Everything you must know about RADIOS !





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  1. #1
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    Default Everything you must know about RADIOS !

    Info from this site:

    http://www.beadbreaker.co.za/radio_qa.htm

    ************************************************** ********************************

    What YOU SHOULD know about Radios, or AT LEAST,

    THIS IS WHAT i THINK YOU SHOULD KNOW

    OK what’s this about radios?
    To start of there are basically three means of radio communication used by the Overland fraternity.

    There are

    29 MHz radio,
    VHF radio for private use (Lets call this VHF-C (C for Commercial). Now just to confuse this issue somewhat, radios for private use are usually referred to as commercial radios, since no one understands that someone would want to buy a radio to talk to his buddies in other 4x4’s.
    VHF radio used by HAMs (Lets call this VHF-H (H for HAM)
    There are other radios that cover other frequencies that are available that can be used by HAMs, however, I am not going to go there, since I wish to concentrate on VHF as used commercially/privately and VHF as used by HAMs, since this is principally what this primer is about.

    Who and what is licensed?
    All and any communications equipment must be licensed. In the case of the first two “types” radios, mentioned above 29 MHz and VHF-C, the radio is licensed, in the case of the VHF-H the, the operator is licensed.

    Who is the licensing authority?
    In all case the licensing authority is ICASA (Independent Communications Authority of South Africa) See http://www.icasa.org.za

    What are the licensing requirements for a 29 MHz and a VHF radio?
    With a 29 MHz radio and a VHF-C used privately, the radios need to be licensed. You will have to apply for the radio license from ICASA and once you have received the license, you can pick up your radio. ICASA will require the name and model of the radio which must be a “Type Approved” radio.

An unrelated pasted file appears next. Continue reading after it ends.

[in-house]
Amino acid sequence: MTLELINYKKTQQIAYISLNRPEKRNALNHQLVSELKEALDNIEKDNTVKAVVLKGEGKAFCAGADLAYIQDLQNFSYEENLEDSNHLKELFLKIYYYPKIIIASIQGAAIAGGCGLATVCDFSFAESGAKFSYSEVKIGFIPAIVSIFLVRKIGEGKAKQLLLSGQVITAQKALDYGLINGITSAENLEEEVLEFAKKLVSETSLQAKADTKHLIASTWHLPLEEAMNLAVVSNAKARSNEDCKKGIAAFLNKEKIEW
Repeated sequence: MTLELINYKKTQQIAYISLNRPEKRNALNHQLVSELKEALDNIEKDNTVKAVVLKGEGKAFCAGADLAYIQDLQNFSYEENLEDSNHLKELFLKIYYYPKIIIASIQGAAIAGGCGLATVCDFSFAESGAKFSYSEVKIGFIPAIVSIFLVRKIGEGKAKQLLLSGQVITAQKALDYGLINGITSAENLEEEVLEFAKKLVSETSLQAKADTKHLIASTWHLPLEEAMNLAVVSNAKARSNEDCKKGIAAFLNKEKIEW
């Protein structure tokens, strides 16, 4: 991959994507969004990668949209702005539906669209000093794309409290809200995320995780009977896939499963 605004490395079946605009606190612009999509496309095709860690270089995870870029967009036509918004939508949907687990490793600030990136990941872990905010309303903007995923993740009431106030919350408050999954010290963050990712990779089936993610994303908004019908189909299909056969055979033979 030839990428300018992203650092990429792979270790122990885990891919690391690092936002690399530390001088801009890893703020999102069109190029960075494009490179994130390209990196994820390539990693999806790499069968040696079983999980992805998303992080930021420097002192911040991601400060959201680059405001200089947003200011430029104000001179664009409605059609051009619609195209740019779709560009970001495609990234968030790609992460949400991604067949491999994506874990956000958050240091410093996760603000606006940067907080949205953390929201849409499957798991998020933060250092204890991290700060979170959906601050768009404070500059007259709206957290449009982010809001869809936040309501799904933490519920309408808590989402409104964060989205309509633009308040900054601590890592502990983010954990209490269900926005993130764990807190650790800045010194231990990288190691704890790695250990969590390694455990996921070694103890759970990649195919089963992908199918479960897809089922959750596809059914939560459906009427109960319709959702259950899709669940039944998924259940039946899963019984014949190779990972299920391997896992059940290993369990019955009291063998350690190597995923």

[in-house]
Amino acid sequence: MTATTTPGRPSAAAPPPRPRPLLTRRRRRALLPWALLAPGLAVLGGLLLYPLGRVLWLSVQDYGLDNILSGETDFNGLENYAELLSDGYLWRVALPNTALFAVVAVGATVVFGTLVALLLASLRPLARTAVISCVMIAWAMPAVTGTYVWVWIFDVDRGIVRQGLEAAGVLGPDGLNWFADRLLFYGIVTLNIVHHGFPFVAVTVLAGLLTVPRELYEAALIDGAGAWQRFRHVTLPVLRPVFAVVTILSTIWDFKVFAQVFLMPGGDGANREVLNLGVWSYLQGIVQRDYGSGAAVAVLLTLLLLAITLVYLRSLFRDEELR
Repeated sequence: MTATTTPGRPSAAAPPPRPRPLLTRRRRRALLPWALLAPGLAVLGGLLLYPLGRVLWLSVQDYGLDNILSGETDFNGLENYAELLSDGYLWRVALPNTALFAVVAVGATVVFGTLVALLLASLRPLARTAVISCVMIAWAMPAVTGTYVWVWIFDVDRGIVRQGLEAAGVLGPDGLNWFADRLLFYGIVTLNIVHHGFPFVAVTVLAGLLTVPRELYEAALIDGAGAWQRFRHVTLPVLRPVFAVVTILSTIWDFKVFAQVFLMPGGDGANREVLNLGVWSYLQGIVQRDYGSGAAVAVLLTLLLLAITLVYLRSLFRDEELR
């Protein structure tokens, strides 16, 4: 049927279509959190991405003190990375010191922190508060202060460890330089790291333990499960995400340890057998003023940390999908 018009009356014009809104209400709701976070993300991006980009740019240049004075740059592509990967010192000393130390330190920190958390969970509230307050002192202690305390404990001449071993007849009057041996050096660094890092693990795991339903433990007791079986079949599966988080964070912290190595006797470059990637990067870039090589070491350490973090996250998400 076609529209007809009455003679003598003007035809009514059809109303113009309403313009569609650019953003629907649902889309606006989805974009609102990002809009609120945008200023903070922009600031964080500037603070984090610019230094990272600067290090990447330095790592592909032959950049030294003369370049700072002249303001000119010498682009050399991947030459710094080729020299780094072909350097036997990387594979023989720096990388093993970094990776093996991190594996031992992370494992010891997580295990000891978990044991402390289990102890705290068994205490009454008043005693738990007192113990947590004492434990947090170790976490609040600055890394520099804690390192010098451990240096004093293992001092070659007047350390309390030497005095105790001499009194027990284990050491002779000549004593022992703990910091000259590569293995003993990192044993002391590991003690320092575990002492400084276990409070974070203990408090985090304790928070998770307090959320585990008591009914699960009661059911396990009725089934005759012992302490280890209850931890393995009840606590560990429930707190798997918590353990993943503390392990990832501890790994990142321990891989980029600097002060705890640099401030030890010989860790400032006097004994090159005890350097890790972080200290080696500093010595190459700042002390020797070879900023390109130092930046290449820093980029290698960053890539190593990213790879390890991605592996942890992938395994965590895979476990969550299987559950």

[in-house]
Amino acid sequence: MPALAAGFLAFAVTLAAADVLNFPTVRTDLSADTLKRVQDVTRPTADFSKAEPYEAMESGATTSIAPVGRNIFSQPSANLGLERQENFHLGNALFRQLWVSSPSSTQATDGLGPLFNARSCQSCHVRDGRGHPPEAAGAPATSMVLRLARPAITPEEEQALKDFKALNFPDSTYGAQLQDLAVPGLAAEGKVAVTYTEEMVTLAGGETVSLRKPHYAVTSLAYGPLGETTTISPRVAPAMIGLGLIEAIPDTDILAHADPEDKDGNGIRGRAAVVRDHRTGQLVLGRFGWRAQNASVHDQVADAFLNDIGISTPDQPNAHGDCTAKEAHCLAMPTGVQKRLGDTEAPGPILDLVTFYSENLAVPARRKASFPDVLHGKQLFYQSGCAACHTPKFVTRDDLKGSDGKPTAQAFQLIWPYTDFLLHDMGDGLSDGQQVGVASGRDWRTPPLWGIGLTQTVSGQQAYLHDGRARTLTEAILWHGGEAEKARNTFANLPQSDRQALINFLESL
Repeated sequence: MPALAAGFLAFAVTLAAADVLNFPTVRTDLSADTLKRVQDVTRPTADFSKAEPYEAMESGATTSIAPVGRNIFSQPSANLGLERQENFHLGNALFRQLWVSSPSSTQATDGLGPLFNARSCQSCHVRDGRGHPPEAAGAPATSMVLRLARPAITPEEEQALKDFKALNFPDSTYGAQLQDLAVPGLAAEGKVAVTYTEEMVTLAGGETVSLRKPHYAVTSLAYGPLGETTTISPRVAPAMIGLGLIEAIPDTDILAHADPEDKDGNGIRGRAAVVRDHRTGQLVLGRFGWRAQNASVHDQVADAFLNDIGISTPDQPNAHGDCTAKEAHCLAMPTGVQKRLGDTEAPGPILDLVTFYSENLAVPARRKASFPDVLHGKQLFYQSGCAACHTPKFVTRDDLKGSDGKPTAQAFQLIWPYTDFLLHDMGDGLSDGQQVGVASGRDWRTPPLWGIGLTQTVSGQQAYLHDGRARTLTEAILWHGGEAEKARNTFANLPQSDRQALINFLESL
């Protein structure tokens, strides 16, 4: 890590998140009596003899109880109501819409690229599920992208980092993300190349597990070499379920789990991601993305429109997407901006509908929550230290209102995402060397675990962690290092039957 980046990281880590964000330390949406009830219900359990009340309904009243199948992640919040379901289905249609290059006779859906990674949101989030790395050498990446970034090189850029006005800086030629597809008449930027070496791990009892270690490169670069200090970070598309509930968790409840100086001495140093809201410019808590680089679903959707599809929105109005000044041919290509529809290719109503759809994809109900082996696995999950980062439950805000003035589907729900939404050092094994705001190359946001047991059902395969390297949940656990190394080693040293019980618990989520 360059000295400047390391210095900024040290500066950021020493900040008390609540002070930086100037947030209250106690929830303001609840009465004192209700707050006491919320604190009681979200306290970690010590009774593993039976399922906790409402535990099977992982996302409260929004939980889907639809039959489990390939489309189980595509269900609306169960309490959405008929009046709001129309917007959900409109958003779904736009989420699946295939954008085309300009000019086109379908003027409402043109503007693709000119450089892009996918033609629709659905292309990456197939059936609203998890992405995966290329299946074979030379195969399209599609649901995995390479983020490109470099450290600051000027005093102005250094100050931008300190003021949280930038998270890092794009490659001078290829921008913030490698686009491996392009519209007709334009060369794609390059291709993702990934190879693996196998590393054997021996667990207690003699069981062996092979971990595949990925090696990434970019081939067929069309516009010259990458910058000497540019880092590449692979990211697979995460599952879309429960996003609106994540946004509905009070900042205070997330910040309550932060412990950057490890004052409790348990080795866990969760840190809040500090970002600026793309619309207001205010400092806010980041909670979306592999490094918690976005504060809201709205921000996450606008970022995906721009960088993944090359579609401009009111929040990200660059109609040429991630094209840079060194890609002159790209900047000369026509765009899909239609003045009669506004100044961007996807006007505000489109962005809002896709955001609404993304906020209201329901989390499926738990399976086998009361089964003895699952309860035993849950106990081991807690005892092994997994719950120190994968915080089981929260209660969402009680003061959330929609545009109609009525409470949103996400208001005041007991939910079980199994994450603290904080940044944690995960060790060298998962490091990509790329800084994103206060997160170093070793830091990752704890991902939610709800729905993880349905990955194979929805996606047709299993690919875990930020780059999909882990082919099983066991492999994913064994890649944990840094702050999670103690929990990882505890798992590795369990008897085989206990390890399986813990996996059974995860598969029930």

What is Type Approval?
    For a radio to be type approved, the radio dealer/importer will send his radio to ICASA who will test the radio for all sorts of things including amongst a host of other things, channel spacing, frequency drift, output power, etc.

    The radio will then be approved by ICASA for selling by dealers and it will be legal for dealers to sell these radios to the licensed public.

    What details do ICASA require from me when I apply for a radio license?
    You will need to provide ICASA with the channels that you are operating on. On a 29 MHz you will be allocated a maximum of three channels. On the VHF license, you will only be allowed to operate on one frequency, unless you have permission to operate on other frequencies. The use of second frequencies can only be obtained from the people to whom the channels have been allocated, in which case you will be required to pay for a license for the use of those frequencies as well.

    What are the legal requirements to sell/buy a radio?
    Dealers have in the past sold radios to people, without the required licenses, or people have sold their radios to other people who do not have licenses. This is illegal and you are required to sell a radio only to a person who has a valid license for that specific radio and for the frequency that, that radio will operate on.